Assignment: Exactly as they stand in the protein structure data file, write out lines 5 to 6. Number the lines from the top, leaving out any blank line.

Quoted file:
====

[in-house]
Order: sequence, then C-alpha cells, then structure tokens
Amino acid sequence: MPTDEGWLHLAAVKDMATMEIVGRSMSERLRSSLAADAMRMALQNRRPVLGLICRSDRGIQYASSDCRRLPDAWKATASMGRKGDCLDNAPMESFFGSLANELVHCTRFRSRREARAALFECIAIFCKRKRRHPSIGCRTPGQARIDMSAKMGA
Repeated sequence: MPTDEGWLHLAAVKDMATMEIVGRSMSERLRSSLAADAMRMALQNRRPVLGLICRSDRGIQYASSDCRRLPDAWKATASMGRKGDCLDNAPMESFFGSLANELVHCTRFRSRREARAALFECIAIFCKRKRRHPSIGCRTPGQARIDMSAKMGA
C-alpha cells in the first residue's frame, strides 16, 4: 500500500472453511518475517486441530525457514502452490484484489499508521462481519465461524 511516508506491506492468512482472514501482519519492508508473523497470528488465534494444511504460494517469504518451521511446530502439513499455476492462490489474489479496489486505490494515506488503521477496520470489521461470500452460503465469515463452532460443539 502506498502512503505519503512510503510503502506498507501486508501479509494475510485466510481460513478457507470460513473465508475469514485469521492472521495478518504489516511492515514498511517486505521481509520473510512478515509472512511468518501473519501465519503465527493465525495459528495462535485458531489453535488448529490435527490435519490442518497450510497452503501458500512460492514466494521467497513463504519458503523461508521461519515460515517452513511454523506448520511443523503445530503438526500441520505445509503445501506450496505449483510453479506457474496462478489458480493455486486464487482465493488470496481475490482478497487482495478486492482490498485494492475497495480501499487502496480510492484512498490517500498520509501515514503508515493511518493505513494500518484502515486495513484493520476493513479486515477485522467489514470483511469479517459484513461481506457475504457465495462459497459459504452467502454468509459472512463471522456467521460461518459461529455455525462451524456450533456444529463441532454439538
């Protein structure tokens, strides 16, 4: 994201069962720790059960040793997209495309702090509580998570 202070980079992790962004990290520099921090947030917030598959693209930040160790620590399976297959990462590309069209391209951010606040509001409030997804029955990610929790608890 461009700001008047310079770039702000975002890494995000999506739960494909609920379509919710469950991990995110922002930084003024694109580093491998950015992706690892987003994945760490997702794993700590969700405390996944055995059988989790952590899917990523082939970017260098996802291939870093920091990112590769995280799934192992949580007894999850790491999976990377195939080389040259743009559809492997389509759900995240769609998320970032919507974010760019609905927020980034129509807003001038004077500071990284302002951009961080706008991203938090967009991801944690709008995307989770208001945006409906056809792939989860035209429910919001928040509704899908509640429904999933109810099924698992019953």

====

C-alpha cells in the first residue's frame, strides 16, 4: 500500500472453511518475517486441530525457514502452490484484489499508521462481519465461524 511516508506491506492468512482472514501482519519492508508473523497470528488465534494444511504460494517469504518451521511446530502439513499455476492462490489474489479496489486505490494515506488503521477496520470489521461470500452460503465469515463452532460443539 502506498502512503505519503512510503510503502506498507501486508501479509494475510485466510481460513478457507470460513473465508475469514485469521492472521495478518504489516511492515514498511517486505521481509520473510512478515509472512511468518501473519501465519503465527493465525495459528495462535485458531489453535488448529490435527490435519490442518497450510497452503501458500512460492514466494521467497513463504519458503523461508521461519515460515517452513511454523506448520511443523503445530503438526500441520505445509503445501506450496505449483510453479506457474496462478489458480493455486486464487482465493488470496481475490482478497487482495478486492482490498485494492475497495480501499487502496480510492484512498490517500498520509501515514503508515493511518493505513494500518484502515486495513484493520476493513479486515477485522467489514470483511469479517459484513461481506457475504457465495462459497459459504452467502454468509459472512463471522456467521460461518459461529455455525462451524456450533456444529463441532454439538
């Protein structure tokens, strides 16, 4: 994201069962720790059960040793997209495309702090509580998570 202070980079992790962004990290520099921090947030917030598959693209930040160790620590399976297959990462590309069209391209951010606040509001409030997804029955990610929790608890 461009700001008047310079770039702000975002890494995000999506739960494909609920379509919710469950991990995110922002930084003024694109580093491998950015992706690892987003994945760490997702794993700590969700405390996944055995059988989790952590899917990523082939970017260098996802291939870093920091990112590769995280799934192992949580007894999850790491999976990377195939080389040259743009559809492997389509759900995240769609998320970032919507974010760019609905927020980034129509807003001038004077500071990284302002951009961080706008991203938090967009991801944690709008995307989770208001945006409906056809792939989860035209429910919001928040509704899908509640429904999933109810099924698992019953």